While Neal Adams was working at DC, he also did work for other companies. At Marvel, he provided artwork for X-Men no. 56-63 and no. 65 (February 1970). He also worked on Thor no. 180-181 (1970), Amazing Adventures no. 5-8 (1971), and The Avengers no. 93-96 (1971-1972). While working at DC he continued to occasionally work on Warren Publishing's Creepy and he worked on Vampirella no. 1 (September 1969).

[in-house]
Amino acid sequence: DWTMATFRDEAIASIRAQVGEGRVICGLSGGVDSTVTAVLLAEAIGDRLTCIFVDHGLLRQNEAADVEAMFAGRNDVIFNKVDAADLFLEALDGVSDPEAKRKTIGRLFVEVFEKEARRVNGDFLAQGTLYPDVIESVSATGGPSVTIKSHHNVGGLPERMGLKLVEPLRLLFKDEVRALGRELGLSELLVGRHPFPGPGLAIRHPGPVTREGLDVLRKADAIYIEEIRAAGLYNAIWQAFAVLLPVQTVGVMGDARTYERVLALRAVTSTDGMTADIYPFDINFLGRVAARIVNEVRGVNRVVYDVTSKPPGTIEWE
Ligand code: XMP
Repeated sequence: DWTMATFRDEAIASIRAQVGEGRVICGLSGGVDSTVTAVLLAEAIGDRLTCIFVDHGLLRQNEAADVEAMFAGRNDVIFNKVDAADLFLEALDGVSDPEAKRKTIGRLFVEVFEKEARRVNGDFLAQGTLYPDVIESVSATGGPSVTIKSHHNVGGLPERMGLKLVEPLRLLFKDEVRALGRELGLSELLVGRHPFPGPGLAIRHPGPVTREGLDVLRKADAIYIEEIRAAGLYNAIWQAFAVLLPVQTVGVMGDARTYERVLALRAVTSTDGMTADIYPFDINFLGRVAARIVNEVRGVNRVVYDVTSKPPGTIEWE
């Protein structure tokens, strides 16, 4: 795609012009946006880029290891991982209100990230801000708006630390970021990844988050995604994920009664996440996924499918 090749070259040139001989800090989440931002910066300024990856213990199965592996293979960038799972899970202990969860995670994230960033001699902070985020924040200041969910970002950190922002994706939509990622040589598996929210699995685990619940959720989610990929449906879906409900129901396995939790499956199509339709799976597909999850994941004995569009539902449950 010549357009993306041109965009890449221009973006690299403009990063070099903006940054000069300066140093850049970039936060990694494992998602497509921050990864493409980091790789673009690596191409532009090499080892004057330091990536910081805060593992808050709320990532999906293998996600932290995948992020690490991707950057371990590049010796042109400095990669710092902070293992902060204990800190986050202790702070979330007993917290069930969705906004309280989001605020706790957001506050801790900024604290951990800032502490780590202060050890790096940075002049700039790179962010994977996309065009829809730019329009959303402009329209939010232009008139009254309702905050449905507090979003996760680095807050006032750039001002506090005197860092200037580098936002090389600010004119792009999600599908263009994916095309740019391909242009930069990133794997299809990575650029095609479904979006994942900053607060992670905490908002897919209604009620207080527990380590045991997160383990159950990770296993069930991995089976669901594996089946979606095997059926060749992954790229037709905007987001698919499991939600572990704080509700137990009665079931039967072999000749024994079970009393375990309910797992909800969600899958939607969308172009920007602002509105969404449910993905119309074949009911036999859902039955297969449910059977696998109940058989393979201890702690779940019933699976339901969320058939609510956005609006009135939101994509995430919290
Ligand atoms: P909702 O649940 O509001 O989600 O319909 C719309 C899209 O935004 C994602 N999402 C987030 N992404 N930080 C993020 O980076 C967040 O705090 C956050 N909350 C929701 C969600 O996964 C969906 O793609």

It was while he was working for DC Comics that he also founded Continuity Associates with  Dick Giordano in 1971. Continuity Associates is an art and illustration studio originally based in New York City, but later expanding to Los Angeles, that originally produced advertising art and storyboards for motion pictures. While continuing to produce advertising art and storyboards for movies, Continuity Associates later became an art packager for such comic book publishers as Charlton and Marvel.